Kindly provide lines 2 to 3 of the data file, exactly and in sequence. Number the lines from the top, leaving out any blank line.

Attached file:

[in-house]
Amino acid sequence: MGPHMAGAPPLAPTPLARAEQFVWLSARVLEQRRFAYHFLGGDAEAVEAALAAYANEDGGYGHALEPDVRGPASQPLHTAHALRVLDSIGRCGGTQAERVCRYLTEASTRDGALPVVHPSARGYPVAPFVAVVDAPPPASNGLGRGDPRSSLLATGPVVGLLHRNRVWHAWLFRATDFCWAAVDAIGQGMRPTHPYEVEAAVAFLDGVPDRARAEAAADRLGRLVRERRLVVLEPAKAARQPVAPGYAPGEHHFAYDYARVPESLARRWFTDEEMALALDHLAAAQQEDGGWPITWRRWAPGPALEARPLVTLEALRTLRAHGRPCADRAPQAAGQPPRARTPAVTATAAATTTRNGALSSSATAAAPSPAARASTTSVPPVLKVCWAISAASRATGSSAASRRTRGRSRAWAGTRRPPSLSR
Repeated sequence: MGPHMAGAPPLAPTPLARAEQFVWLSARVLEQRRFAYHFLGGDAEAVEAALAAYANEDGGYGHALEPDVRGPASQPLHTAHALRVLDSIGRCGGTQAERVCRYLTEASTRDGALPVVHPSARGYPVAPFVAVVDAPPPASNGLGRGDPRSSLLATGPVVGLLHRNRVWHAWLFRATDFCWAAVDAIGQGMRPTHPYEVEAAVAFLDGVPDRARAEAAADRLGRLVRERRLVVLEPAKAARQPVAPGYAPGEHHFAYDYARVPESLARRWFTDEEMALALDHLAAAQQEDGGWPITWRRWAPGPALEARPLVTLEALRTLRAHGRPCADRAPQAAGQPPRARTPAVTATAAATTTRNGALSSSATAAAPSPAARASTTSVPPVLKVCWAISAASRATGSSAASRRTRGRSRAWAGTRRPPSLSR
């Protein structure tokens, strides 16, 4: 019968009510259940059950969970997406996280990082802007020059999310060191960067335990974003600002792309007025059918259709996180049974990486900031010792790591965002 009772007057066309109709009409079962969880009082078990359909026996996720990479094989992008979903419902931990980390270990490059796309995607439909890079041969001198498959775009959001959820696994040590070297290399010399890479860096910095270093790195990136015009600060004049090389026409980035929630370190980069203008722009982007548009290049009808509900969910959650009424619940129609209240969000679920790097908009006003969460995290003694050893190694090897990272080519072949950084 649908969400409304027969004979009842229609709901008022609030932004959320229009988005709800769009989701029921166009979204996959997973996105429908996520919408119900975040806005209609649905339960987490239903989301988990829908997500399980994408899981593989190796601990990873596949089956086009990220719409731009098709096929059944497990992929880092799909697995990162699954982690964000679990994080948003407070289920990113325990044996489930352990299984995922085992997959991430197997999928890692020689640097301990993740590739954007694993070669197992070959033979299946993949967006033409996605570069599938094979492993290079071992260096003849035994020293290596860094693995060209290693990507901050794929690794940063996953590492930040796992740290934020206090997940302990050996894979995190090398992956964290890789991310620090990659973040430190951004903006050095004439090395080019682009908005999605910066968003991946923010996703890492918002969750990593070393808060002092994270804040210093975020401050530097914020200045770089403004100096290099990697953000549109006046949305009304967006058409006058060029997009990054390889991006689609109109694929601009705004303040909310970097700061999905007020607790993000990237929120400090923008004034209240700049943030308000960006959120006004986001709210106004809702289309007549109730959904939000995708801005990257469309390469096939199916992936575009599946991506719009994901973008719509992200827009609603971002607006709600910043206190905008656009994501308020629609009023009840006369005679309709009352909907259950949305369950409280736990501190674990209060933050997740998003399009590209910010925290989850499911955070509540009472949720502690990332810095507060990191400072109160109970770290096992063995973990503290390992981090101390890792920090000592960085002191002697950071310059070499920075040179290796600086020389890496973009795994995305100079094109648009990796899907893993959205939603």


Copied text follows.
Amino acid sequence: MGPHMAGAPPLAPTPLARAEQFVWLSARVLEQRRFAYHFLGGDAEAVEAALAAYANEDGGYGHALEPDVRGPASQPLHTAHALRVLDSIGRCGGTQAERVCRYLTEASTRDGALPVVHPSARGYPVAPFVAVVDAPPPASNGLGRGDPRSSLLATGPVVGLLHRNRVWHAWLFRATDFCWAAVDAIGQGMRPTHPYEVEAAVAFLDGVPDRARAEAAADRLGRLVRERRLVVLEPAKAARQPVAPGYAPGEHHFAYDYARVPESLARRWFTDEEMALALDHLAAAQQEDGGWPITWRRWAPGPALEARPLVTLEALRTLRAHGRPCADRAPQAAGQPPRARTPAVTATAAATTTRNGALSSSATAAAPSPAARASTTSVPPVLKVCWAISAASRATGSSAASRRTRGRSRAWAGTRRPPSLSR
Repeated sequence: MGPHMAGAPPLAPTPLARAEQFVWLSARVLEQRRFAYHFLGGDAEAVEAALAAYANEDGGYGHALEPDVRGPASQPLHTAHALRVLDSIGRCGGTQAERVCRYLTEASTRDGALPVVHPSARGYPVAPFVAVVDAPPPASNGLGRGDPRSSLLATGPVVGLLHRNRVWHAWLFRATDFCWAAVDAIGQGMRPTHPYEVEAAVAFLDGVPDRARAEAAADRLGRLVRERRLVVLEPAKAARQPVAPGYAPGEHHFAYDYARVPESLARRWFTDEEMALALDHLAAAQQEDGGWPITWRRWAPGPALEARPLVTLEALRTLRAHGRPCADRAPQAAGQPPRARTPAVTATAAATTTRNGALSSSATAAAPSPAARASTTSVPPVLKVCWAISAASRATGSSAASRRTRGRSRAWAGTRRPPSLSR